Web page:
Factories and Craftsmen...
Factories tend to be many magnitudes larger than the thing that they produce. Teams of craftsmen, on the other hand, can be very small when compared with the things they produce.
Factories tend to produce a single item in large numbers. Teams of craftsmen tend to product one-off items.
Factories can produce things cheaply while teams of craftsmen typically can not.
George Romney's idea was good. His notion of what a factory was, however, was a little too conservative.
There is another way.
Automate the craftsman.
Until the last two centuries the tools and materials that one used to build buildings had changed little since Roman times. Indeed, virtually the entire contents of a craftsman's tool box from as recently as sixty years ago could be readily identified on Roman frescoes and carvings two millenia old.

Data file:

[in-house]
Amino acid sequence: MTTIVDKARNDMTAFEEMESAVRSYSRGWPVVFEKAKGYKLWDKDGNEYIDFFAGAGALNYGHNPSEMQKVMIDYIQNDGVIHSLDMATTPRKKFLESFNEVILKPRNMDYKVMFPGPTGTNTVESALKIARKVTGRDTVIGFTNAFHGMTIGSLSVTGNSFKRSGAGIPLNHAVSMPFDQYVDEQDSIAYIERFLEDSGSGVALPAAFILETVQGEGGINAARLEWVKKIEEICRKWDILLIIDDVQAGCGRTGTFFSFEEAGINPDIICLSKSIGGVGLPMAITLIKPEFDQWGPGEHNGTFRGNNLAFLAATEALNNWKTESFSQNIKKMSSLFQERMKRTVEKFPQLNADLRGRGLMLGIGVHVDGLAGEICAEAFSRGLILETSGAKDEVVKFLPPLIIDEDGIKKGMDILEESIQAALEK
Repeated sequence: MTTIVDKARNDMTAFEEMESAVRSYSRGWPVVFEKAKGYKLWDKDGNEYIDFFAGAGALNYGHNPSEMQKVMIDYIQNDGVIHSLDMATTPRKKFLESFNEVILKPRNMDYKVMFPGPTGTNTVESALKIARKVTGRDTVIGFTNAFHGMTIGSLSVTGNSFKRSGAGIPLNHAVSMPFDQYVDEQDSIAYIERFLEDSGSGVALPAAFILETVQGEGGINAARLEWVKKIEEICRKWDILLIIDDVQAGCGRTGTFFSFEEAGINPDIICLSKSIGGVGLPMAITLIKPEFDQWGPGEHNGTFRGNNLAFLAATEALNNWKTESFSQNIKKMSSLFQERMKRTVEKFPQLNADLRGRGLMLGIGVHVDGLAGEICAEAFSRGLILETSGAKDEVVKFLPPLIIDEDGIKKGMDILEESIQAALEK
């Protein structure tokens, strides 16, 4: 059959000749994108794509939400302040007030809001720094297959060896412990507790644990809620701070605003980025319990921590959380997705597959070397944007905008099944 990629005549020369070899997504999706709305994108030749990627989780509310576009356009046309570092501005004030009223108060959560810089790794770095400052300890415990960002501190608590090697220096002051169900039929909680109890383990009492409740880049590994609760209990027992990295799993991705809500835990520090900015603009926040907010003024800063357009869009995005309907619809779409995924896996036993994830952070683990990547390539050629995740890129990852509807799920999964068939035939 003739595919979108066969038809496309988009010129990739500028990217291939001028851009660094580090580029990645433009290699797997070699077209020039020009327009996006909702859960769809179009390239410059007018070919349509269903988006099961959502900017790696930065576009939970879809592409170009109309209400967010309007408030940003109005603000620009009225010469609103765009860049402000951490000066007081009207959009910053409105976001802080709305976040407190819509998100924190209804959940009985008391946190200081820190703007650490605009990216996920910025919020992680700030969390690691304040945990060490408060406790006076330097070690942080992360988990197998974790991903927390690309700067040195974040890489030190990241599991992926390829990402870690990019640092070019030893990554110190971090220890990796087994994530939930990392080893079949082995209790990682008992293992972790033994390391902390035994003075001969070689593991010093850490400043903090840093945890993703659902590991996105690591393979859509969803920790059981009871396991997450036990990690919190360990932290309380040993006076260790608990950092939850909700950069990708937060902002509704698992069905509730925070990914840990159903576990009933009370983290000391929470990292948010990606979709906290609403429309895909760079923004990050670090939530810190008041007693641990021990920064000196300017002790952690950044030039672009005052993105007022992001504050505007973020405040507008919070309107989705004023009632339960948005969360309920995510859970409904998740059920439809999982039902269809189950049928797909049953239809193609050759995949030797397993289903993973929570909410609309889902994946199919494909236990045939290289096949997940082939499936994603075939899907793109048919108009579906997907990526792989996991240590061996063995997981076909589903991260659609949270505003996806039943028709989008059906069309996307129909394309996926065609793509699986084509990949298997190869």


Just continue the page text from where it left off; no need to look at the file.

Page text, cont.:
About a century ago, we began to power these tools. The productivity of individual craftsmen improved dramatically. That process has continued to this day. Indeed, a visitor employed in construction to a construction site in Europe or North America is invariably struck by the very small number of people on a building site. Powered tools have made that possible.
Craftsmen have always been highly trained, scarce and well-paid individuals. They can apply their skills effectively to a large number of very different situations. Contrast the craftsman with the situation of the classic factory worker described here...
As the individual work tasks became simple and repetitive this allowed the use of unskilled laborers who could be quickly trained for a single task (though it also removed most of the satisfaction that a worker performing multiple tasks may enjoy).
Factories enabled industrial designers to reduce complicated tasks hitherto attempted only by highly skilled craftsmen to a series of much simpler to learn skills that could quickly be taught to less capable, and thus cheaper to hire, workers.